Short- and medium-term results of the thrust plate prosthesis in patients with polyarthritis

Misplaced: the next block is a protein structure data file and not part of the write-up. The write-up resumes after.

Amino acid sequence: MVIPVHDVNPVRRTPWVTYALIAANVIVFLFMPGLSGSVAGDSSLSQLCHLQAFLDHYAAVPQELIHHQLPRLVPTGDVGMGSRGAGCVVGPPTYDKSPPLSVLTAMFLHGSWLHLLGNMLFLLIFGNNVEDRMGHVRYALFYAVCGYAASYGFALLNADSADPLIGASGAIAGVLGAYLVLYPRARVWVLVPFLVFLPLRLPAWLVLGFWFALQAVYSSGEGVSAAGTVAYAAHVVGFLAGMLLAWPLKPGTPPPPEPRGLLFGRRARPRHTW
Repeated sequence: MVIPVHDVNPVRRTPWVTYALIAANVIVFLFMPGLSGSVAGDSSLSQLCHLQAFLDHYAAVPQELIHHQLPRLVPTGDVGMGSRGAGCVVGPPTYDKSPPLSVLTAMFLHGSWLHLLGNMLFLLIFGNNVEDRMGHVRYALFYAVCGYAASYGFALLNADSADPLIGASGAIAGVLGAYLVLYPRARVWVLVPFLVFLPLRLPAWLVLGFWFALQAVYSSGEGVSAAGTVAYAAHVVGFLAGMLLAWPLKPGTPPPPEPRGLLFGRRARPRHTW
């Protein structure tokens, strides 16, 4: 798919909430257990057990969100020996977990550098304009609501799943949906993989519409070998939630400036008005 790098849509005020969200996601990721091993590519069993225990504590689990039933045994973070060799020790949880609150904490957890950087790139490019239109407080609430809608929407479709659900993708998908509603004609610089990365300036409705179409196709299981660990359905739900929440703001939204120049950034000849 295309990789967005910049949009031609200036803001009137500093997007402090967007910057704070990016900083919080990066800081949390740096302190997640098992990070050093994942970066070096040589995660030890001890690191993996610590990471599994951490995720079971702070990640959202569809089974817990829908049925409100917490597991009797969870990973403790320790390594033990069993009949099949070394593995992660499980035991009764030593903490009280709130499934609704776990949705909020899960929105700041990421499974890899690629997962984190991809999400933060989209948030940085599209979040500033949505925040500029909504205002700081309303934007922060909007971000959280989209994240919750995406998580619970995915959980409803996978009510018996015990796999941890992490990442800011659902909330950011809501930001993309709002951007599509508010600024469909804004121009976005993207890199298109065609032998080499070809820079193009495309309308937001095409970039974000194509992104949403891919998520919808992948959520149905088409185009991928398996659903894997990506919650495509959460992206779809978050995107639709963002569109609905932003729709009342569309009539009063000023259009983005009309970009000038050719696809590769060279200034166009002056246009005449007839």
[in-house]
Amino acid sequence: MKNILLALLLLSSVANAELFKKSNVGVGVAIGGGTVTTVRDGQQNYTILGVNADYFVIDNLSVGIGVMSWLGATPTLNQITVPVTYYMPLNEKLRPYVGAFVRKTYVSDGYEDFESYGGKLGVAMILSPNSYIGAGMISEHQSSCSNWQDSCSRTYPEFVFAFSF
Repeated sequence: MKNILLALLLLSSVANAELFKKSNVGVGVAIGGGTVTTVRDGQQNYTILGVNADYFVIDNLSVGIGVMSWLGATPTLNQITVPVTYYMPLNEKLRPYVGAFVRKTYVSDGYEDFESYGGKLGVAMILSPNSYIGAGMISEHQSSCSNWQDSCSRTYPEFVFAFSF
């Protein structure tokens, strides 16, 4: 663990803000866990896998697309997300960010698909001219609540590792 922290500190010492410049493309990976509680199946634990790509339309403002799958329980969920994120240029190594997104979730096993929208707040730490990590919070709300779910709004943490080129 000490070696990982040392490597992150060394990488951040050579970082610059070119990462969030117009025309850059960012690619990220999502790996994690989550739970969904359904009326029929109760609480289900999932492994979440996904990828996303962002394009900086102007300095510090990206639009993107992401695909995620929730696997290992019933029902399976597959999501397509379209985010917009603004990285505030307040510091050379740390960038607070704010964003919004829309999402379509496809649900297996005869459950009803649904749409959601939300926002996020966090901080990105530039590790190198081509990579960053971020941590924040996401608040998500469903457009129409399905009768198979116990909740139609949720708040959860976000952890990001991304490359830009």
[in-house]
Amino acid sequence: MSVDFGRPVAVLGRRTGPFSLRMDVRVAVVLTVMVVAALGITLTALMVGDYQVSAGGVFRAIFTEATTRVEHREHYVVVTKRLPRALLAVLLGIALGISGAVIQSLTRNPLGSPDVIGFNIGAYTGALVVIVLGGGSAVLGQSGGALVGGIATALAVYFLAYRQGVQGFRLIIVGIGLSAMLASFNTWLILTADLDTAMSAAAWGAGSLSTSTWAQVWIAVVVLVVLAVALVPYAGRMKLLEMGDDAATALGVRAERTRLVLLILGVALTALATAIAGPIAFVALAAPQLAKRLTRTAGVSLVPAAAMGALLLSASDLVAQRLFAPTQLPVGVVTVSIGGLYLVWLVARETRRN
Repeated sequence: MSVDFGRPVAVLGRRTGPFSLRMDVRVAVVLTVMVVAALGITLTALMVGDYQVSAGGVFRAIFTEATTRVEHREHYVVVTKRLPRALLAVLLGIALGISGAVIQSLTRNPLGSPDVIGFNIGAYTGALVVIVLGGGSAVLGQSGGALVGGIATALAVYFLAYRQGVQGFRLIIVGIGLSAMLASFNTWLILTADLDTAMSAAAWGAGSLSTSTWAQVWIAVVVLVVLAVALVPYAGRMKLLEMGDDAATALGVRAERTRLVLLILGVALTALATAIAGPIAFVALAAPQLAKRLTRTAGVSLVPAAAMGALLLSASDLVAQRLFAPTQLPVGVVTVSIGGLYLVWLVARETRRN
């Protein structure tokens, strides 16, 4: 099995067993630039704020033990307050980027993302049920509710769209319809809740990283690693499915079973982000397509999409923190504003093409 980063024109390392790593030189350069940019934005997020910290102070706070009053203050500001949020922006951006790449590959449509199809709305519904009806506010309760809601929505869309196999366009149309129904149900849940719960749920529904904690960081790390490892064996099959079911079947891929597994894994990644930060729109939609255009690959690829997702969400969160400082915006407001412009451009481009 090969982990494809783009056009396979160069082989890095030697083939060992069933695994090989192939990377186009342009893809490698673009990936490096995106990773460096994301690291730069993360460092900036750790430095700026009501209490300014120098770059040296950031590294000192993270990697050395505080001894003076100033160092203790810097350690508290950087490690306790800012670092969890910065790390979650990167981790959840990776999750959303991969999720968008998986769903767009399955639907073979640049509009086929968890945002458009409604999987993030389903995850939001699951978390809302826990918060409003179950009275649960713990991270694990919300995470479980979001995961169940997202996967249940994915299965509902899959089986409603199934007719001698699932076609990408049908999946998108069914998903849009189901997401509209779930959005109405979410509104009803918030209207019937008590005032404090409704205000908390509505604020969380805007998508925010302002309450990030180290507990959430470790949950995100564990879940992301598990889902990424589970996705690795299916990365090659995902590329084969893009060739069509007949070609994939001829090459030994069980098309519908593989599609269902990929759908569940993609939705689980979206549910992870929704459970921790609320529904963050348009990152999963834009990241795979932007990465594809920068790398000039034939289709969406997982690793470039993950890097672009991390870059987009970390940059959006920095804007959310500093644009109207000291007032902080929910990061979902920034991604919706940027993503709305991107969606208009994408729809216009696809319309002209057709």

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The thrust plate prosthesis is an implant with metaphyseal fixation to the proximal femur, which leaves the diaphyseal bone untouched. Therefore, this implant is preferred in younger patients. It is dependent on good bone quality in the proximal femur. Because the bone quality is reduced in patients with polyarthritis, this kind of endoprosthesis may have a higher failure rate than conventional stemmed endoprostheses in these patients. Therefore, in patients with polyarthritis, even short- and medium-term results of the thrust plate prosthesis should be analyzed. In all, 47 thrust plate prostheses were implanted in 42 patients with polyarthritis (29 with rheumatoid arthritis, 6 with juvenile chronic arthritis, and 7 with spondylarthritis) and followed prospectively. The average age at operation was 40.8 ± 10.7 years. Each patient was clinically and radiologically examined preoperatively, 3 and 6 months after the operation, and at the end of each postoperative year. The mean follow-up was 26.1 ± 10.7 months. The clinical findings were evaluated using the Harris hip score. Radiologically, 8 different zones of the thrust plate prosthesis were analyzed for radiolucencies. During the 1st year, the Harris hip score rose continuously from the preoperative average of 42.4 ± 6.5 points to 78.8 ± 10.3 points 3 months postoperatively, 82.3 ± 9.8 points 6 months postoperatively, and 86.8 ± 10.1 points 1 year after the operation. The subsequent examinations showed Harris hip score remained at the same level. Five patients (5 joints, 10.6%) had to undergo a revision of the thrust plate prosthesis due to aseptic loosening in 3 and septic loosening in 2. Six prostheses (12.6%) showed radiolucencies, mostly below the thrust plate in zones 1 and 2. Two of them were certainly radiologically loose, which raised the failure rate to 7 of 47 (14.8%). The thrust plate prosthesis improves function and alleviates pain in patients with polyarthritis to a satisfactory degree. Concerning the failure rate, this type seems to yield slightly worse results than cementless stemmed endoprostheses in the same patient group. Due to the preservation of the diaphyseal bone of the femur and the possibility of an unproblematic change to a stemmed endoprosthesis, the thrust plate prosthesis can be recommended for younger patients with polyarthritis.
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